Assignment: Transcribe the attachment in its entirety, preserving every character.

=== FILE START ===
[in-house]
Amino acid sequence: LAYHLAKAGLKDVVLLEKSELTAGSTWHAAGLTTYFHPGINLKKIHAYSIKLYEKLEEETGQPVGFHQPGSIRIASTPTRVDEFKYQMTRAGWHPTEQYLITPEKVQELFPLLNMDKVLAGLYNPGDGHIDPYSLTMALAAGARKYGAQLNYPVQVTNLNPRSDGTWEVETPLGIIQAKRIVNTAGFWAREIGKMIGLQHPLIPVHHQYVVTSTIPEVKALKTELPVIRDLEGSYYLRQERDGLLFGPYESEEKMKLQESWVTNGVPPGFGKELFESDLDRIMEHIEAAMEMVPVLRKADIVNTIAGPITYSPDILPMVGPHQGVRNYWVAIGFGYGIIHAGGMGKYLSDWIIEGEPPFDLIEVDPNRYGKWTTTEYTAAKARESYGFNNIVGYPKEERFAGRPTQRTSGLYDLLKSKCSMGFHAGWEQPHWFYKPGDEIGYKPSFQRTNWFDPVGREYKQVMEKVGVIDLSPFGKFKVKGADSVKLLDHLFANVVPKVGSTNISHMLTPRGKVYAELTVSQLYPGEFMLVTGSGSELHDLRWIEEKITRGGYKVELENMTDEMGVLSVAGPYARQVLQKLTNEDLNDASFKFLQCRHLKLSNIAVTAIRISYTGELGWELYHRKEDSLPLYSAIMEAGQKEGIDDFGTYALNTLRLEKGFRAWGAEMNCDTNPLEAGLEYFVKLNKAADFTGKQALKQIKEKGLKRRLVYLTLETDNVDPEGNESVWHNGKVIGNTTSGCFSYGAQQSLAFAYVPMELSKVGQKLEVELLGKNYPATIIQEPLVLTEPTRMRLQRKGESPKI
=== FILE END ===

[in-house]
Amino acid sequence: LAYHLAKAGLKDVVLLEKSELTAGSTWHAAGLTTYFHPGINLKKIHAYSIKLYEKLEEETGQPVGFHQPGSIRIASTPTRVDEFKYQMTRAGWHPTEQYLITPEKVQELFPLLNMDKVLAGLYNPGDGHIDPYSLTMALAAGARKYGAQLNYPVQVTNLNPRSDGTWEVETPLGIIQAKRIVNTAGFWAREIGKMIGLQHPLIPVHHQYVVTSTIPEVKALKTELPVIRDLEGSYYLRQERDGLLFGPYESEEKMKLQESWVTNGVPPGFGKELFESDLDRIMEHIEAAMEMVPVLRKADIVNTIAGPITYSPDILPMVGPHQGVRNYWVAIGFGYGIIHAGGMGKYLSDWIIEGEPPFDLIEVDPNRYGKWTTTEYTAAKARESYGFNNIVGYPKEERFAGRPTQRTSGLYDLLKSKCSMGFHAGWEQPHWFYKPGDEIGYKPSFQRTNWFDPVGREYKQVMEKVGVIDLSPFGKFKVKGADSVKLLDHLFANVVPKVGSTNISHMLTPRGKVYAELTVSQLYPGEFMLVTGSGSELHDLRWIEEKITRGGYKVELENMTDEMGVLSVAGPYARQVLQKLTNEDLNDASFKFLQCRHLKLSNIAVTAIRISYTGELGWELYHRKEDSLPLYSAIMEAGQKEGIDDFGTYALNTLRLEKGFRAWGAEMNCDTNPLEAGLEYFVKLNKAADFTGKQALKQIKEKGLKRRLVYLTLETDNVDPEGNESVWHNGKVIGNTTSGCFSYGAQQSLAFAYVPMELSKVGQKLEVELLGKNYPATIIQEPLVLTEPTRMRLQRKGESPKI